The looming Arctic collapse: over 40% of buildings in northern Russia begin to collapse
The heat is on and it hits the Arctic with dire consequences. Global warming is now causing rapid and irreversible changes in the North. And Russia is among the most affected.
This week, temperatures in northern Russia broke records again. In Saskylah, a small community in the Arctic Circle, the air temperature reached 31.9 ° C, the highest reading since 1936. According to Roshydromet, the Russian Meteorological Institute, average temperatures along some parts of the Russian Arctic coast have risen since 1998 to 4.95 degrees Celsius.
Development is a growing concern in Moscow. The country’s Natural Resources Minister Aleksandr Kozlov confirmed that more than 40 percent of all buildings in the North are currently experiencing structural deformation. And building roads and railways is getting more and more difficult, he said at a roundtable last week.
Melting soil is the underlying reason for 23% of all technical system failures in the region today, according to Kozlov, and up to 29% of oil and gas production facilities can no longer be operated. .
Leading Russian researchers estimate that soil degradation by 2050 will inflict damage worth around five trillion rubles (€ 58 billion). This equates to about 25 percent of Russia’s total federal budget.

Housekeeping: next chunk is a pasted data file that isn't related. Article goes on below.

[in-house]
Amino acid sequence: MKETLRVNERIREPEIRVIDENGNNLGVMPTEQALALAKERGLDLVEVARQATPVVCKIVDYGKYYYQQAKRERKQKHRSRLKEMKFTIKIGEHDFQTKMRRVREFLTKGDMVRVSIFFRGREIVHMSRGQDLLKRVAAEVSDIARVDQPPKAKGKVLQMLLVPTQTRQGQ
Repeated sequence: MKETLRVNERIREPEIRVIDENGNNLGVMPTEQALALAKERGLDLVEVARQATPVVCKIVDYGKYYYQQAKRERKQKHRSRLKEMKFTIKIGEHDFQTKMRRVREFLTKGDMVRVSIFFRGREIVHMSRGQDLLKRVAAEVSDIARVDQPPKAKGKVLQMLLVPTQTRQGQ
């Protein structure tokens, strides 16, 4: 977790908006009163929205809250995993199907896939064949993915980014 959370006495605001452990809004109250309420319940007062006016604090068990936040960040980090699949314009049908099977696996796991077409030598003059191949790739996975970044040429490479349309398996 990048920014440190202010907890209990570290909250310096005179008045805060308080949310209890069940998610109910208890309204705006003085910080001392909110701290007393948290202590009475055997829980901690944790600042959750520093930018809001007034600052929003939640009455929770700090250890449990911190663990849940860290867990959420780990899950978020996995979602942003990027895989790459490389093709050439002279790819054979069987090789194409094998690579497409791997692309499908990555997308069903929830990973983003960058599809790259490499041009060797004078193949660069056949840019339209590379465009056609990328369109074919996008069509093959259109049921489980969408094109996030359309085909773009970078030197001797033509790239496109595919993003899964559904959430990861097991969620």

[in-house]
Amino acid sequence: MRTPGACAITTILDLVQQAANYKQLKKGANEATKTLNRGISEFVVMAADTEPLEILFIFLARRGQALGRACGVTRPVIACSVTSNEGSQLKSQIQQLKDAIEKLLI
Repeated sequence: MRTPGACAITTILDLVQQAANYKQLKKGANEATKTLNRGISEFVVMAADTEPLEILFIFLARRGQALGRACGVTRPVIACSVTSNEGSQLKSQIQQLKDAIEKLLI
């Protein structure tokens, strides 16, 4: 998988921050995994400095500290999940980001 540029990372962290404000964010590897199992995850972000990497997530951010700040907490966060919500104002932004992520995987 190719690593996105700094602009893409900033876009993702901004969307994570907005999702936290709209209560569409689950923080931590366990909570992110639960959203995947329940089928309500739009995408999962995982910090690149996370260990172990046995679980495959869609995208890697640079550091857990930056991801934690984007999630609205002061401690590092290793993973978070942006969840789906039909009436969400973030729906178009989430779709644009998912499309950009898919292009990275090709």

“What will happen to our cities in ten, fifty, a hundred years? the governor of the far north of the Yamal-Nenets region, Dmitri Artyukhov, asked at the conference. He is concerned about the comprehensive construction work underway in his region, much of which is being done without technology appropriate for the region.
According to Artyukhov, the last geological maps of the area date back to the 1980s.
“Every construction worker who comes today to any project [in the region] does not have a clear document describing how permafrost works and the strength margins needed for buildings to last as long as they need, ”said the head of the region.
The Russian Ministry of Natural Resources is launching a new state monitoring system for permafrost this year. The system will be based on existing research facilities managed by the national meteorological authority Roshydromet, and two development phases are envisaged.
The first pilot phase will cover the period 2022-2024 and will be based on the experiences and methodology applied in Spitsbergen, Franz Josef Land and Severnaya Zemlya, informs the Ministry of Natural Resources.
Melting permafrost is already affecting operators of Arctic infrastructure, including oil and gas facilities. Experts argued that the spill of 21,000 tonnes of diesel fuel on the Taymyr Peninsula in 2020 came after soil degradation under a large oil storage tank.
Researchers at the Russian Cryosphere Institute believe that over the past 40 years, the border of the permafrost zone has shifted more than 30 km north, and up to 500 square kilometers of land are sliding each years in the Arctic Ocean and disappear.
This process is irreversible and it is impossible to stop it, said the director of the Russian Cryosphere Institute, Dmitry Drozdev.
The melting of the frozen tundra also comes with increasing risks of new and deadly diseases. Among the many infectious disease agents preserved in permafrost is anthrax.